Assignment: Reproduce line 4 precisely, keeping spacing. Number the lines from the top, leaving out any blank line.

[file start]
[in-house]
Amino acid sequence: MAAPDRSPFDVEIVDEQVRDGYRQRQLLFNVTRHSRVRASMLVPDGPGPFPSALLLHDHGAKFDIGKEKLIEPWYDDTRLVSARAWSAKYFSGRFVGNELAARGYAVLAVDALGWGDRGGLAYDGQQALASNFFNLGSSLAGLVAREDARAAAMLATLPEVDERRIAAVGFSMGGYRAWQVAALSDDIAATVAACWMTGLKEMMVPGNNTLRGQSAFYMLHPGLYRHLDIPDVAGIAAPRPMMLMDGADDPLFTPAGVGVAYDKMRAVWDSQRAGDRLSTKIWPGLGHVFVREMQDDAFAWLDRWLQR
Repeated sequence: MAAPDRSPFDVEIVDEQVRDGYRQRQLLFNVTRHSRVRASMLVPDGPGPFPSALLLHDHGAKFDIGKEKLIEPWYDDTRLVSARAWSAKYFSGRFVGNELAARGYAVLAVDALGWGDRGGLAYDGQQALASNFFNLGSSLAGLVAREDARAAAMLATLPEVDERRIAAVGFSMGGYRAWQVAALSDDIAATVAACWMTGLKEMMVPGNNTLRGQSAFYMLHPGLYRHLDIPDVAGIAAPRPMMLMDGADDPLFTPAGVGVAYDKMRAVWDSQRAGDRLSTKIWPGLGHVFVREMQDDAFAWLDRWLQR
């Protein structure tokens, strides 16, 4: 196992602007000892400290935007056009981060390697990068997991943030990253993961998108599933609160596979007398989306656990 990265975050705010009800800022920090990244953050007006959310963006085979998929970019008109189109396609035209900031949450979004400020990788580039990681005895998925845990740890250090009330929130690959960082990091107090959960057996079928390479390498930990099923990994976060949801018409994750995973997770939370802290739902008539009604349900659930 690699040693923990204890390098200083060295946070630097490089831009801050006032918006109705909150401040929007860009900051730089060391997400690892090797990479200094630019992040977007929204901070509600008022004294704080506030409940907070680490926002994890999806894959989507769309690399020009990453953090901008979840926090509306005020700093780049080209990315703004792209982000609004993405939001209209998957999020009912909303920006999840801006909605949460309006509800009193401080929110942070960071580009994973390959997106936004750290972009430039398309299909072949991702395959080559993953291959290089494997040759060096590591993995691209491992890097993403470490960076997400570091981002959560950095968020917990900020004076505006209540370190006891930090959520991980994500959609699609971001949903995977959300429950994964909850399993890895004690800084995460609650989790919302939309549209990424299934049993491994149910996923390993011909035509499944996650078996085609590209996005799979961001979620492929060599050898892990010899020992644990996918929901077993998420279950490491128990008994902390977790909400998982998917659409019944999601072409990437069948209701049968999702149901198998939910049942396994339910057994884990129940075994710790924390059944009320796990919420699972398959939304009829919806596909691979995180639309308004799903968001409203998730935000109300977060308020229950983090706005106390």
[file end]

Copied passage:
């Protein structure tokens, strides 16, 4: 196992602007000892400290935007056009981060390697990068997991943030990253993961998108599933609160596979007398989306656990 990265975050705010009800800022920090990244953050007006959310963006085979998929970019008109189109396609035209900031949450979004400020990788580039990681005895998925845990740890250090009330929130690959960082990091107090959960057996079928390479390498930990099923990994976060949801018409994750995973997770939370802290739902008539009604349900659930 690699040693923990204890390098200083060295946070630097490089831009801050006032918006109705909150401040929007860009900051730089060391997400690892090797990479200094630019992040977007929204901070509600008022004294704080506030409940907070680490926002994890999806894959989507769309690399020009990453953090901008979840926090509306005020700093780049080209990315703004792209982000609004993405939001209209998957999020009912909303920006999840801006909605949460309006509800009193401080929110942070960071580009994973390959997106936004750290972009430039398309299909072949991702395959080559993953291959290089494997040759060096590591993995691209491992890097993403470490960076997400570091981002959560950095968020917990900020004076505006209540370190006891930090959520991980994500959609699609971001949903995977959300429950994964909850399993890895004690800084995460609650989790919302939309549209990424299934049993491994149910996923390993011909035509499944996650078996085609590209996005799979961001979620492929060599050898892990010899020992644990996918929901077993998420279950490491128990008994902390977790909400998982998917659409019944999601072409990437069948209701049968999702149901198998939910049942396994339910057994884990129940075994710790924390059944009320796990919420699972398959939304009829919806596909691979995180639309308004799903968001409203998730935000109300977060308020229950983090706005106390």